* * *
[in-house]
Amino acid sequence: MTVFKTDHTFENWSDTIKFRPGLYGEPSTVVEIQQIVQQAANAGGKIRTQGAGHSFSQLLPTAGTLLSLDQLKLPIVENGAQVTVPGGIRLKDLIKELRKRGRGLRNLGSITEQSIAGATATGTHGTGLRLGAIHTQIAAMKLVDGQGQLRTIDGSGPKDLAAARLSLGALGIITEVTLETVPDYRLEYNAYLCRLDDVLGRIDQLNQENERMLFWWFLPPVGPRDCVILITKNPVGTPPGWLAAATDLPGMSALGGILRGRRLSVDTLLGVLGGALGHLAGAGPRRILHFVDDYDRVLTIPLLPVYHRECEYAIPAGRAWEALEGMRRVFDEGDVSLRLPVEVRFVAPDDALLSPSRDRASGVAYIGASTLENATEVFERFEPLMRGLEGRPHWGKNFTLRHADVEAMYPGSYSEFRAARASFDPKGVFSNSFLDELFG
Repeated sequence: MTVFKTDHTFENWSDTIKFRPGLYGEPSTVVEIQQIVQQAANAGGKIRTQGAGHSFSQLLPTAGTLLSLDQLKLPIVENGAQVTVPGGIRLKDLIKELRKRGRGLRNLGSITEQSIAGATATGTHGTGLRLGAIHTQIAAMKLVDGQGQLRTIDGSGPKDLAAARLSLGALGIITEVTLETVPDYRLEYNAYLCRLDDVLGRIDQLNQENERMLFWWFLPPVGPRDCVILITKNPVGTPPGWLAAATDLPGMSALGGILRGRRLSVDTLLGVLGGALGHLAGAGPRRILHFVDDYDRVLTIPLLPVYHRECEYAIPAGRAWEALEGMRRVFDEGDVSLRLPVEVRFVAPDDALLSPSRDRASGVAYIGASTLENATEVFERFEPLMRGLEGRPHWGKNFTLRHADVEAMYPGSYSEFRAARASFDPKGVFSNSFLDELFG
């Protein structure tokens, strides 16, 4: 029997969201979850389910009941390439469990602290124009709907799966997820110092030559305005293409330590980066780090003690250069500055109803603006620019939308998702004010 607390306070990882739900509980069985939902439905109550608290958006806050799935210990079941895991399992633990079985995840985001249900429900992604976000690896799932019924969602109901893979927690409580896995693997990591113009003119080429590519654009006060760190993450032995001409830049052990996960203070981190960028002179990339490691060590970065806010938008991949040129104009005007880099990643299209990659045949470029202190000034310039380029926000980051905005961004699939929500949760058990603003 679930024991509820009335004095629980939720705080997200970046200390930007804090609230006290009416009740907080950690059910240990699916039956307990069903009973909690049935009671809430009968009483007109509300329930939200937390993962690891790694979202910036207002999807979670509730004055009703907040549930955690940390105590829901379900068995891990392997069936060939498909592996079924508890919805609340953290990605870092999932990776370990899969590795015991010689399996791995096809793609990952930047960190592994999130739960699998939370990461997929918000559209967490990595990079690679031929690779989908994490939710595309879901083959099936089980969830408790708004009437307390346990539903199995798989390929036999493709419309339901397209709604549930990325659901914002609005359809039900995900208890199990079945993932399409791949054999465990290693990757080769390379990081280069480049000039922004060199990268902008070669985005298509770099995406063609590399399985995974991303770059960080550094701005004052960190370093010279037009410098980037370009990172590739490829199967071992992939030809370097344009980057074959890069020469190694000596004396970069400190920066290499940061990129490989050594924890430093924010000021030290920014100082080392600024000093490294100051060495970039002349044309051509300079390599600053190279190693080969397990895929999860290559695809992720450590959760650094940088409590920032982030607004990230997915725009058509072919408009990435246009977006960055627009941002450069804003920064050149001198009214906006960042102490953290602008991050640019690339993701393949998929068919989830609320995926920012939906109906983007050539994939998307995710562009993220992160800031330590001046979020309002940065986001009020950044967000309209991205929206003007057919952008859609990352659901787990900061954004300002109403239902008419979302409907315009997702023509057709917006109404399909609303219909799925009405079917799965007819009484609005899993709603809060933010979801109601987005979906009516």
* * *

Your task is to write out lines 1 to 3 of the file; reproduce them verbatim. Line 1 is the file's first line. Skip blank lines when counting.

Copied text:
[in-house]
Amino acid sequence: MTVFKTDHTFENWSDTIKFRPGLYGEPSTVVEIQQIVQQAANAGGKIRTQGAGHSFSQLLPTAGTLLSLDQLKLPIVENGAQVTVPGGIRLKDLIKELRKRGRGLRNLGSITEQSIAGATATGTHGTGLRLGAIHTQIAAMKLVDGQGQLRTIDGSGPKDLAAARLSLGALGIITEVTLETVPDYRLEYNAYLCRLDDVLGRIDQLNQENERMLFWWFLPPVGPRDCVILITKNPVGTPPGWLAAATDLPGMSALGGILRGRRLSVDTLLGVLGGALGHLAGAGPRRILHFVDDYDRVLTIPLLPVYHRECEYAIPAGRAWEALEGMRRVFDEGDVSLRLPVEVRFVAPDDALLSPSRDRASGVAYIGASTLENATEVFERFEPLMRGLEGRPHWGKNFTLRHADVEAMYPGSYSEFRAARASFDPKGVFSNSFLDELFG
Repeated sequence: MTVFKTDHTFENWSDTIKFRPGLYGEPSTVVEIQQIVQQAANAGGKIRTQGAGHSFSQLLPTAGTLLSLDQLKLPIVENGAQVTVPGGIRLKDLIKELRKRGRGLRNLGSITEQSIAGATATGTHGTGLRLGAIHTQIAAMKLVDGQGQLRTIDGSGPKDLAAARLSLGALGIITEVTLETVPDYRLEYNAYLCRLDDVLGRIDQLNQENERMLFWWFLPPVGPRDCVILITKNPVGTPPGWLAAATDLPGMSALGGILRGRRLSVDTLLGVLGGALGHLAGAGPRRILHFVDDYDRVLTIPLLPVYHRECEYAIPAGRAWEALEGMRRVFDEGDVSLRLPVEVRFVAPDDALLSPSRDRASGVAYIGASTLENATEVFERFEPLMRGLEGRPHWGKNFTLRHADVEAMYPGSYSEFRAARASFDPKGVFSNSFLDELFG